P. racemosa itself is native to the Caribbean Basin, although the exact limits are not agreed. USDA-ARS (2013) only includes the Caribbean islands as its native range (Jamaica, Saint Kitts and Nevis, Saint Martin and other islands of the former Netherlands Antilles) with some exceptions. However, occurrences in mainland Central America (GBIF, 2013) are also likely to be native or naturalized in pre-history, and Missouri Botanical Garden (2013) includes specimens from northern South America which could also be part of the native range. Honeychurch (1996) also reports the native range as the Caribbean and northern South America. Mainland Central America has been included in a broad native range accepted in this datasheet.

P. racemosa has been introduced to a few African and Asian countries: Benin, Ghana, Tanzania, Mayotte, India and Sri Lanka, and to Pacific islands. It has probably been introduced for cultivation for its essential oil to other tropical countries. It is known to be cultivated on Pacific islands, and on some of these it has escaped and become invasive.  

Distribution Table

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The distribution in this summary table is based on all the information available. When several references are cited, they may give conflicting information on the status. Further details may be available for individual references in the Distribution Table Details section which can be selected by going to Generate Report.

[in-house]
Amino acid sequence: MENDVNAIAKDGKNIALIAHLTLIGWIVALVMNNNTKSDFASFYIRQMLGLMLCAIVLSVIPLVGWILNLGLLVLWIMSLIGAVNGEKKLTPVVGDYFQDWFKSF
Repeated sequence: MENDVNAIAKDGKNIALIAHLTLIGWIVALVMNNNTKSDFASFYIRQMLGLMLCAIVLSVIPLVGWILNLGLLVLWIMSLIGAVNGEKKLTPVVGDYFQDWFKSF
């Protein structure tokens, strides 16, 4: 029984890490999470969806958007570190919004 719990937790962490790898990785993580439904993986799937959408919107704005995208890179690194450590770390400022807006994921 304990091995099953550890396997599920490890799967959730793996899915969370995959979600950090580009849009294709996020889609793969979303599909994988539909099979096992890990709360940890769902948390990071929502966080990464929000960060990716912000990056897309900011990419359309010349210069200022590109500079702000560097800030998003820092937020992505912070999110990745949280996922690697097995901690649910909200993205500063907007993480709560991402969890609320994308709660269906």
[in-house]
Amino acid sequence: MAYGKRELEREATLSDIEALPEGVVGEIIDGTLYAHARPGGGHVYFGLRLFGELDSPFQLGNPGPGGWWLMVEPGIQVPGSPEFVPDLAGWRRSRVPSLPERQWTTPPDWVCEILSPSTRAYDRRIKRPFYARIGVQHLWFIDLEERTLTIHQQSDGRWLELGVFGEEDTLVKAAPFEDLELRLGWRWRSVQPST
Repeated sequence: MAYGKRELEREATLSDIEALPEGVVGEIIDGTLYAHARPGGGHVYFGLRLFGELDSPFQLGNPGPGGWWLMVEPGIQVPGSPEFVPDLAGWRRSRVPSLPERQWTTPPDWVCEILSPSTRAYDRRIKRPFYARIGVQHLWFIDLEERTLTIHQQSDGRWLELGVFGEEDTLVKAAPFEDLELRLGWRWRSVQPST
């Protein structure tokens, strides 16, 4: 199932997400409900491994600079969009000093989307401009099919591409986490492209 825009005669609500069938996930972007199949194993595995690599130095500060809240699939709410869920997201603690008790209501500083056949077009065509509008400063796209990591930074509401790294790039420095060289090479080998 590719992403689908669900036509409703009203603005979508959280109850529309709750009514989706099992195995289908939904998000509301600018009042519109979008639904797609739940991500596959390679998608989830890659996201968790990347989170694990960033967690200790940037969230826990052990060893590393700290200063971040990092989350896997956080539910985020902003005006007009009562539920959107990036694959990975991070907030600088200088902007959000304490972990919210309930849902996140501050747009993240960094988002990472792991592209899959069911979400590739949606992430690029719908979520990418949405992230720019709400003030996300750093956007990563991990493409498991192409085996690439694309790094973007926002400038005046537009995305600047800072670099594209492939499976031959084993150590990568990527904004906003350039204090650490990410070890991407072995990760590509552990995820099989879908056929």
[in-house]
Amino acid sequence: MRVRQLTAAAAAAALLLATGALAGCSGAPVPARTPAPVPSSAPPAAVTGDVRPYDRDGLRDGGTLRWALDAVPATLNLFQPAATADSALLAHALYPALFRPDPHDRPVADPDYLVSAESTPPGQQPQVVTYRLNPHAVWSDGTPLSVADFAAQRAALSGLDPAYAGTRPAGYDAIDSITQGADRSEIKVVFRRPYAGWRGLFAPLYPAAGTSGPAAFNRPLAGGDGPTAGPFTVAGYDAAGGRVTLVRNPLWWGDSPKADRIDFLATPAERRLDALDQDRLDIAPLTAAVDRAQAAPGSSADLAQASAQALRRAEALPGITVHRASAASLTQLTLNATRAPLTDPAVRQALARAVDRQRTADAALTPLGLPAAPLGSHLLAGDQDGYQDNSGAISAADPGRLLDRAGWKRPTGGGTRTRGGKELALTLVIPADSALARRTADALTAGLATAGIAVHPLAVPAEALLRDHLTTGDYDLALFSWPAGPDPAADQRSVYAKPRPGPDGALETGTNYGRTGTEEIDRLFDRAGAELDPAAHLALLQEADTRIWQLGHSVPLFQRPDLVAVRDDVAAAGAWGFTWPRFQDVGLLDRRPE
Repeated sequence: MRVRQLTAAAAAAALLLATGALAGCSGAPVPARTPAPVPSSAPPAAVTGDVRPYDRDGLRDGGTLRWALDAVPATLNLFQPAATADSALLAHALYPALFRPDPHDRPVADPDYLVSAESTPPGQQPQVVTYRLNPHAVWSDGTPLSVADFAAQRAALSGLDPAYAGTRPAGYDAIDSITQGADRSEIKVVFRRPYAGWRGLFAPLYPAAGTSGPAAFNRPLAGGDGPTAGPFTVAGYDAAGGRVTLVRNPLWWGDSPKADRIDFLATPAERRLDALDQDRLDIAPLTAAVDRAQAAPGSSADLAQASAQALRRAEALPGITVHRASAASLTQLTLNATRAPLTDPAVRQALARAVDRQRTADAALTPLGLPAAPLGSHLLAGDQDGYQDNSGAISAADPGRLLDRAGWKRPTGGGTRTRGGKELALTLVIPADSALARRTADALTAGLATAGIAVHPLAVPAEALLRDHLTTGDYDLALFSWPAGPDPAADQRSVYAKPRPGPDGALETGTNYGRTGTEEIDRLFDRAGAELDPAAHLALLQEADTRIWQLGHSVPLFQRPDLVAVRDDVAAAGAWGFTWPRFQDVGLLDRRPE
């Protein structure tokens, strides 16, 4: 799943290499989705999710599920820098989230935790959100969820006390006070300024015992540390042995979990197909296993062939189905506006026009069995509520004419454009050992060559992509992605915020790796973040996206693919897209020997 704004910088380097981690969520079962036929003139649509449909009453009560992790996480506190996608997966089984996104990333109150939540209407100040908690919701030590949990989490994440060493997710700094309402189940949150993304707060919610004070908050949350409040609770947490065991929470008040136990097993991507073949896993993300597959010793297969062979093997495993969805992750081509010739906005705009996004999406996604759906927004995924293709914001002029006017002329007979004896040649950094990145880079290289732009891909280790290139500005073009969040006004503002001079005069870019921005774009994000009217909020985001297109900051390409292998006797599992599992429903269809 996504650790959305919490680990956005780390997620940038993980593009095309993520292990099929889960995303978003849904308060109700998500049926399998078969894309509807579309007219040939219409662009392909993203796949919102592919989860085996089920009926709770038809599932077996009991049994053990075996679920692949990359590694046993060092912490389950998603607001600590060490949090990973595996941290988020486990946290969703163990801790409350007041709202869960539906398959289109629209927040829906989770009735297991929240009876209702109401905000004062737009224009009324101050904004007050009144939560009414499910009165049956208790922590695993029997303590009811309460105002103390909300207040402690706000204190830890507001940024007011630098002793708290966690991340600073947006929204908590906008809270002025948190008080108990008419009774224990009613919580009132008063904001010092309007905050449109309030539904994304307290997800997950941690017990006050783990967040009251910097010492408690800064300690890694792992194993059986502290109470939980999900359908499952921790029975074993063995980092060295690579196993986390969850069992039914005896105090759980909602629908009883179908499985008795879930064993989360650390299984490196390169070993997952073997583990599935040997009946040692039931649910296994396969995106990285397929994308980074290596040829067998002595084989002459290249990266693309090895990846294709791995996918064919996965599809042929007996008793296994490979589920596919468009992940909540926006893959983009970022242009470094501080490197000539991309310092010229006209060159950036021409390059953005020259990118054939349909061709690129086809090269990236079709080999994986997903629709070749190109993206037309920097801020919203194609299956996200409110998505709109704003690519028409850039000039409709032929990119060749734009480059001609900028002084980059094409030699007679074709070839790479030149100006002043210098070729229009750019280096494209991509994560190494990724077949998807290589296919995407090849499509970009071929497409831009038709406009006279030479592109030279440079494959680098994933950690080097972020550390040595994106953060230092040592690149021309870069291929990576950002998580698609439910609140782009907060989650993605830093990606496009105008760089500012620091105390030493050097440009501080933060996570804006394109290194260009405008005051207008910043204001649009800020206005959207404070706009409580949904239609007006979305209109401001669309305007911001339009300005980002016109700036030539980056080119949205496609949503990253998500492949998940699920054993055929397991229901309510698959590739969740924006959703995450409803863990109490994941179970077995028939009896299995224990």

Continent/Country/RegionDistributionLast ReportedOriginFirst ReportedInvasivePlantedReferenceNotes

Asia

IndiaPresentIntroducedGBIF, 2013
Sri LankaPresentIntroducedGBIF, 2013

Africa

BeninPresentIntroducedAlitonou et al., 2012
EgyptPresentIntroduced Not invasive Yousif et al., 2007
GhanaPresentIntroducedGBIF, 2013
MayottePresentIntroducedGBIF, 2013
TanzaniaPresentIntroducedAllen, 1971

North America

USAPresentPresent based on regional distribution.
-FloridaPresentKent Kirk, 2009
-HawaiiPresentIntroduced Invasive PIER, 2013

Central America and Caribbean

AnguillaPresentNative Natural USDA-ARS, 2013
Antigua and BarbudaPresentNative Natural USDA-ARS, 2013
BahamasPresentNative Invasive BEST Commission, 2003; USDA-ARS, 2013
British Virgin IslandsPresentNative Natural USDA-ARS, 2013
Costa RicaPresentNativeGBIF, 2013
CubaPresentNative Natural USDA-ARS, 2013
DominicaPresentNative Natural USDA-ARS, 2013
Dominican RepublicPresentNative Natural USDA-ARS, 2013
GrenadaPresentNative Natural USDA-ARS, 2013
GuadeloupePresentNative Natural USDA-ARS, 2013
HaitiPresentNative Natural USDA-ARS, 2013
HondurasPresentNativeGBIF, 2013
JamaicaPresentNativeGBIF, 2013
MartiniquePresentNative Natural USDA-ARS, 2013
MontserratPresentNative Natural USDA-ARS, 2013
PanamaPresentNativeGBIF, 2013
Puerto RicoPresentNativeUSDA-ARS, 2013; USDA-NRCS, 2013
SabaPresentNativeMissouri Botanical Garden, 2013
Saint LuciaPresentNative Natural USDA-ARS, 2013
Saint Vincent and the GrenadinesPresentNative Natural USDA-ARS, 2013